Players protest Epic's Metro Exodus exclusive by review-bombing the series on Steam

The decision to make Metro Exodus an Epic Games Store exclusive, less than three weeks before its scheduled release date, came as a tremendous surprise, especially since it had been available for preorder on Steam for months prior to the announcement. The game is actually $10 cheaper on Epic for US customers, attributed by Deep Silver CEO Klemens Kundratitz to the store's "generous revenue terms," but that discount did not mollify gamers unhappy with the move to a different storefront. 

User reviews can't be posted to the Metro Exodus page on Steam, of course, and so gamers who feel wronged are turning their attention to where they can inflict pain: its Steam-based predecessors, Metro 2033 Redux and Metro: Last Light Redux. Both pages have been heavily review-bombed over the last couple of days, and are now showing "mostly negative" recent reviews—although their overall review ratings remains "very positive."   

Most of the negative reviews make no pretense about what's really behind them: They acknowledge that 2033 and Last Light are good games, but express displeasure with Epic's exclusivity. Threats of piracy in place of a planned purchase are also common, and creative ascii art, with Epic Games, Deep Silver, and/or other relevant parties inserted between certain raised digits, also appears popular.

The numbers are not small: Metro 2033 has received 891 bad reviews over January 28-30, while Last Light got 863. By way of comparison, 2033 has 3391 total negative reviews over its lifetime, including those of the last three days, while Last Light has 2457 negative reviews in total. That's over a span of more than four years: The Redux versions of 2033 and Last Light were released simultaneously in August 2014.

It's not the first time that negative reviews have been employed to protest something external to a game, but it's unusual because in this case the tactic comes in response to something that's not even happening on Steam. That's significant, because despite Epic's recent success with its storefront, Steam remains far and away the dominant digital marketplace for PC gaming. As more games are being sold off of Steam—, Bethesda, Origin, and so forth—Steam's popularity could turn it into a dumping ground for gamer discontent. (Both Metro games are also available on GOG, but neither show any evidence of a similar backlash.)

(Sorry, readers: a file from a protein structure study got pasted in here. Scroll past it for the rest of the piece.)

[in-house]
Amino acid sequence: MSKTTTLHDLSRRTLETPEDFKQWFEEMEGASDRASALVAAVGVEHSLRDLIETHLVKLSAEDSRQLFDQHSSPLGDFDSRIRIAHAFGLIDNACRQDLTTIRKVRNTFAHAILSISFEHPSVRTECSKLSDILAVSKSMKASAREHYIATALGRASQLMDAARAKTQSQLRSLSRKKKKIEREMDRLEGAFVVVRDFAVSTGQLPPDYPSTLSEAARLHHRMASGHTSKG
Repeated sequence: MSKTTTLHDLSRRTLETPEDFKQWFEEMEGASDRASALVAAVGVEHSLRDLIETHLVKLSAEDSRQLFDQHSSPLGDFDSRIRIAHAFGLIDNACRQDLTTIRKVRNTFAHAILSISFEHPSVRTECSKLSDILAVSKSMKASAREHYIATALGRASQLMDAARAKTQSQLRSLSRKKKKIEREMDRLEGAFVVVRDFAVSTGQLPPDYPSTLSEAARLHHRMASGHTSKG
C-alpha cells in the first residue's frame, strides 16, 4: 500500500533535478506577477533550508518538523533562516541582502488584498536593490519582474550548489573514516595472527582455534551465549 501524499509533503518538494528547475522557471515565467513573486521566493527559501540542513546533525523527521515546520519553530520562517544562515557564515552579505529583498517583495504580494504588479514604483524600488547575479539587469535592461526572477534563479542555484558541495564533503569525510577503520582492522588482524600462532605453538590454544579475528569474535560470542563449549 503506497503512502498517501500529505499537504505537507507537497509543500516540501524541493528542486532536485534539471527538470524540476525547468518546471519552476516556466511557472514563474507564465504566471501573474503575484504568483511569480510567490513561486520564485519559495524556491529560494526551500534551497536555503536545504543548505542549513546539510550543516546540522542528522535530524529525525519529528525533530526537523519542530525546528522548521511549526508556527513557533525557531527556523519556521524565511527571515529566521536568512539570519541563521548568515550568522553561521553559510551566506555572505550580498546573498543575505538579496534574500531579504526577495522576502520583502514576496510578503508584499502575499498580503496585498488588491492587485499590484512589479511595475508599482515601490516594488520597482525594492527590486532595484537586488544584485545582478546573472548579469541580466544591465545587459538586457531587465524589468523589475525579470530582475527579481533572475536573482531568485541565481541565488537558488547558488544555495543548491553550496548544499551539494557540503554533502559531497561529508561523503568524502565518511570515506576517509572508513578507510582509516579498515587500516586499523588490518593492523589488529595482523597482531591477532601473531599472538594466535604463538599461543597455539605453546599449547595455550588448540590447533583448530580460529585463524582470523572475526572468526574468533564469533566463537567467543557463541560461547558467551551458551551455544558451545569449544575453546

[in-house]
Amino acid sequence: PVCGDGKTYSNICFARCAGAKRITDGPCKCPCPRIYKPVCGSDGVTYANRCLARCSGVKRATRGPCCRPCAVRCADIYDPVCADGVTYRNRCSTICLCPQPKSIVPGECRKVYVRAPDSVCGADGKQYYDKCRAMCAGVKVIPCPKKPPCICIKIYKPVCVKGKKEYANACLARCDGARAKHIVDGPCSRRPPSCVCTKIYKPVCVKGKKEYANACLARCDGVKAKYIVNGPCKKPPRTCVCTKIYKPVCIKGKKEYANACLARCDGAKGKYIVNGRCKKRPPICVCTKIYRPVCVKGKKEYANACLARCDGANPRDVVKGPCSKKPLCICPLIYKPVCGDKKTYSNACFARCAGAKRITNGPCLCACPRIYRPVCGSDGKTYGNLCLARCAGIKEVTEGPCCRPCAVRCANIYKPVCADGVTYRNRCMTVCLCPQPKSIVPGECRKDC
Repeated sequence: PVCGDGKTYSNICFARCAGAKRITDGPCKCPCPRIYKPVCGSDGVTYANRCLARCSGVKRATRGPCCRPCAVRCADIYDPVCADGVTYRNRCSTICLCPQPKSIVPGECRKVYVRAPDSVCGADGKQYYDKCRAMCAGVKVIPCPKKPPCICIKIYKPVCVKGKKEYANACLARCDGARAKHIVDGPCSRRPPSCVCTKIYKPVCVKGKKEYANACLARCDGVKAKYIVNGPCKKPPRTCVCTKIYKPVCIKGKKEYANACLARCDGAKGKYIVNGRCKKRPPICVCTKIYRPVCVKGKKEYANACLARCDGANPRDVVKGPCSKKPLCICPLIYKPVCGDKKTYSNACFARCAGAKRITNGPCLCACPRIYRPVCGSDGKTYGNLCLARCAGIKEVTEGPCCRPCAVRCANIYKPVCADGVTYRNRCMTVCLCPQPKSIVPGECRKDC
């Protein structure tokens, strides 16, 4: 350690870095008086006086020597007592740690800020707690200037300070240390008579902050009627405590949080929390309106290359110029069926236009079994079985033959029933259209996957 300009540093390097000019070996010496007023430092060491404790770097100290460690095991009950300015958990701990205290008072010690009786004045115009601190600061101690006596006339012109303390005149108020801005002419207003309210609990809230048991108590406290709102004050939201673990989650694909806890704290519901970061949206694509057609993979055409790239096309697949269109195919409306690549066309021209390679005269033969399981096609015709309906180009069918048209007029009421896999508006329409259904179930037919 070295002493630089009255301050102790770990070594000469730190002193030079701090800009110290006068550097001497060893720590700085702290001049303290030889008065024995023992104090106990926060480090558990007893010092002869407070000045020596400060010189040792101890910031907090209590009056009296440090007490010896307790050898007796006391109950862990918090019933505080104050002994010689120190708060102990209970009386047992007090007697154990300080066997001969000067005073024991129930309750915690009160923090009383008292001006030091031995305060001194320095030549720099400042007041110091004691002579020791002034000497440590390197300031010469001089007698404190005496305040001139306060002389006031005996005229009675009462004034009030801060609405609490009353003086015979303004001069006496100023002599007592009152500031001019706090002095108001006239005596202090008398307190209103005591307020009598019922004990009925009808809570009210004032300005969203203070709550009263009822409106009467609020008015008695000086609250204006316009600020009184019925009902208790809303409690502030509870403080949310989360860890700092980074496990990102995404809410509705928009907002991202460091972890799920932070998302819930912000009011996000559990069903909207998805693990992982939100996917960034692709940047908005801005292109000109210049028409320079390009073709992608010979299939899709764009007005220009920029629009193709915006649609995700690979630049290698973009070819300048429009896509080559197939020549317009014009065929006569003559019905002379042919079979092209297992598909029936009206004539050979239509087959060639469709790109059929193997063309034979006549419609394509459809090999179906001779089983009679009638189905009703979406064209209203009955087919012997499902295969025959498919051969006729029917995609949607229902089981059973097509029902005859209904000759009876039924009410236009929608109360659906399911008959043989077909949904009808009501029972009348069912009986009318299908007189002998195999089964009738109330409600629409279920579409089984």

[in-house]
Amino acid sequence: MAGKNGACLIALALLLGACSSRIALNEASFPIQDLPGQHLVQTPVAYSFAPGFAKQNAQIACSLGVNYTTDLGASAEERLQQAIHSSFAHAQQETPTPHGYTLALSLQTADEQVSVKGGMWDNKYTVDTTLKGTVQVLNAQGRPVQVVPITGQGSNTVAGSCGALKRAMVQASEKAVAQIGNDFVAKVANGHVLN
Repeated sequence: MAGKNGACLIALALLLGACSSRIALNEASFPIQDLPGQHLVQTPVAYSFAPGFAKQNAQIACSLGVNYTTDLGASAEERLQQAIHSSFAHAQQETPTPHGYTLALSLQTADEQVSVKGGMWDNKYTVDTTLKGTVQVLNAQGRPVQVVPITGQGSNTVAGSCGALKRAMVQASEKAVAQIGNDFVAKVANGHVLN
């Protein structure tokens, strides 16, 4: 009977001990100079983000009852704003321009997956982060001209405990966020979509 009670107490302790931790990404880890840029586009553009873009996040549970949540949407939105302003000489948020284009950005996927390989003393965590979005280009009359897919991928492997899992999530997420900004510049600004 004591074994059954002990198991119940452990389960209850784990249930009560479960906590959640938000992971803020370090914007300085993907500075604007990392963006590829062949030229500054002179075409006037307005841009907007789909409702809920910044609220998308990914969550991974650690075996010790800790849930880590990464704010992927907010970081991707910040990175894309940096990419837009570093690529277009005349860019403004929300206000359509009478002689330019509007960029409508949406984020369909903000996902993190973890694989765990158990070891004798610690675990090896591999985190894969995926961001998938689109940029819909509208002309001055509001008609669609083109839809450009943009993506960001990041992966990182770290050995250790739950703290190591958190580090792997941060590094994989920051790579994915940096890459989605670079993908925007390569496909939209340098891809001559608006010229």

The situation is also ironic. The Epic Games Store faces some fair criticism for lacking a number of very basic features, including user reviews: Epic founder Tim Sweeney said in December that they're coming but will be an opt-in option for developers, "because review bombing and other gaming-the-system is a real problem." 

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Andy Chalk

Andy has been gaming on PCs from the very beginning, starting as a youngster with text adventures and primitive action games on a cassette-based TRS80. From there he graduated to the glory days of Sierra Online adventures and Microprose sims, ran a local BBS, learned how to build PCs, and developed a longstanding love of RPGs, immersive sims, and shooters. He began writing videogame news in 2007 for The Escapist and somehow managed to avoid getting fired until 2014, when he joined the storied ranks of PC Gamer. He covers all aspects of the industry, from new game announcements and patch notes to legal disputes, Twitch beefs, esports, and Henry Cavill. Lots of Henry Cavill.